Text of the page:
I spent several hours last night awake as my daughter slept soundly in my spot in bed. Her fever spiked again and she was out of it. Dead weight I could not move. (I hate that term, by the way.)
So there I was, trying to find a spot for myself next to a feverish child. A soundly sleeping feverish child - which - yes - is better than the alternative. A snoring husband and a snoring dog. Do you think I fell asleep during all of that? On top of it all I needed to watch my daughter. You parents know how that is. And if you're not a parent yet, but plan to be, you will know. You will see those moments when your child is ill and you are wide awake, simply listening to the sound of her breath.
It flashed me back to the moments of her early days. Whether it was in the pack-n-play in our room, or in her crib once she was a little bit older. I'd check on her often. Constantly? No. But often enough. Was it my postpartum anxiety? I don't know. I just did it. I needed to feel her breath. I needed to hear it, touch her body and feel her warmth.
This changed last night, and many a night before. When your child has a fever you want to take it from them. You touch their body, small, fragile, despite how strong and intense it may seem in those moments when they're playing soccer, running through the playground or jumping into the pool. Those moments of constant motion when you just want them to GO TO BED!
You feel the warmth of their untouched skin and want to absorb it into your own. Take the fever away so they can sleep soundly. Without restless tossing and turning. Without waking up to say, 'I'm cold, Mommy,' because you know it would be so helpful for them. You know it'd be just something small you could do to make it all better.
So in the not-so-still of the night last night, I created many a blog post in my head. And yet, here I sit - my child sitting underneath the desk I am at (get up, get UP! She's obviously feeling better, wouldn't you agree?) two dogs laying on the floor behind me, writing about motherhood. What is it that turns my words into that of a mom? Or am I just being a mom? Talking about what means the most after a long night of tossing and turning? Perhaps.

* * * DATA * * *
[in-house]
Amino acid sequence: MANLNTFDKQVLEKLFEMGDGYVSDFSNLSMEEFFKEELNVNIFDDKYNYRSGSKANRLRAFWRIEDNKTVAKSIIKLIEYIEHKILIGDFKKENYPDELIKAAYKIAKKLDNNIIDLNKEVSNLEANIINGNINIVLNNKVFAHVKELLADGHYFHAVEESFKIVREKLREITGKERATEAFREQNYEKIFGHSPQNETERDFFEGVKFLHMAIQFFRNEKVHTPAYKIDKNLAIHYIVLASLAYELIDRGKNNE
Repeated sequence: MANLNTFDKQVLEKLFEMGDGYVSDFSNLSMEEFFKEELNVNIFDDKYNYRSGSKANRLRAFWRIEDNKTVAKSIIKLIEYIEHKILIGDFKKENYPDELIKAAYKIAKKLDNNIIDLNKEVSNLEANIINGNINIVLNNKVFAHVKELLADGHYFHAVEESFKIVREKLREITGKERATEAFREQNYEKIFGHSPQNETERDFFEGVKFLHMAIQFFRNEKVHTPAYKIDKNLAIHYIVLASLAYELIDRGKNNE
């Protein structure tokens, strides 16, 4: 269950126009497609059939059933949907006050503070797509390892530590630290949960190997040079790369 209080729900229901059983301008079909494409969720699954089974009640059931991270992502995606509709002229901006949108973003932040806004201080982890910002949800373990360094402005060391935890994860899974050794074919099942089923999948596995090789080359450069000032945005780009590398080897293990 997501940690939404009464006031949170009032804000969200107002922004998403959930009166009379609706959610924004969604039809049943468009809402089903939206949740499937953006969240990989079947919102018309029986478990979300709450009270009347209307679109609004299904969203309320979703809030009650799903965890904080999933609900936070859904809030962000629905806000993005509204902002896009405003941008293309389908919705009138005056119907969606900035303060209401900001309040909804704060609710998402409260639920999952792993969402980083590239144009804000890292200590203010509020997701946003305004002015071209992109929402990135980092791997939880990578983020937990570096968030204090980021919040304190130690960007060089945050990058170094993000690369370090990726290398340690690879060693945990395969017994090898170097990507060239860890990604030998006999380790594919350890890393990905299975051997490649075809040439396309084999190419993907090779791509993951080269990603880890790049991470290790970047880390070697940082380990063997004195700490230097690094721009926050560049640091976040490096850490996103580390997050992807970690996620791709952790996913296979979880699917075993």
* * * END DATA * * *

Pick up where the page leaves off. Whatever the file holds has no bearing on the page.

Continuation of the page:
Is it ever appropriate to say "Just a mom"? Because I think not. Anymore than it would be to say someone is "Just a dad," right? So why do people get so caught up in labels, anyway? Mommy bloggers, or a mom who happens to blog? (I call myself the latter, as I believe I write about non-mommy things, as well. Am I wrong? What say you?)
Sometimes I weigh more heavily in one direction or another. Sometimes I just write to write. I don't know. And I certainly didn't mean to turn this into any sort of debate. I suppose it turned into a steam of consciousness of sorts, while watching my child sleep last night I thought of so many things to write about. How she hogged the bed (have any of you seen that co-sleeping image of hilarity on Pinterest or FB? That's what I was thinking of at four AM) and I cradled my body around hers. Bumping into the nightstand. Tugging on my own pajamas. Hurting my arm a little bit after my own doctor's appointment yesterday. But there I was. A mom. Trying to sleep. Before I lost my ... well ... mind is a more polite way of finishing that sentence.
Thanks for reading, peeps. Peace out.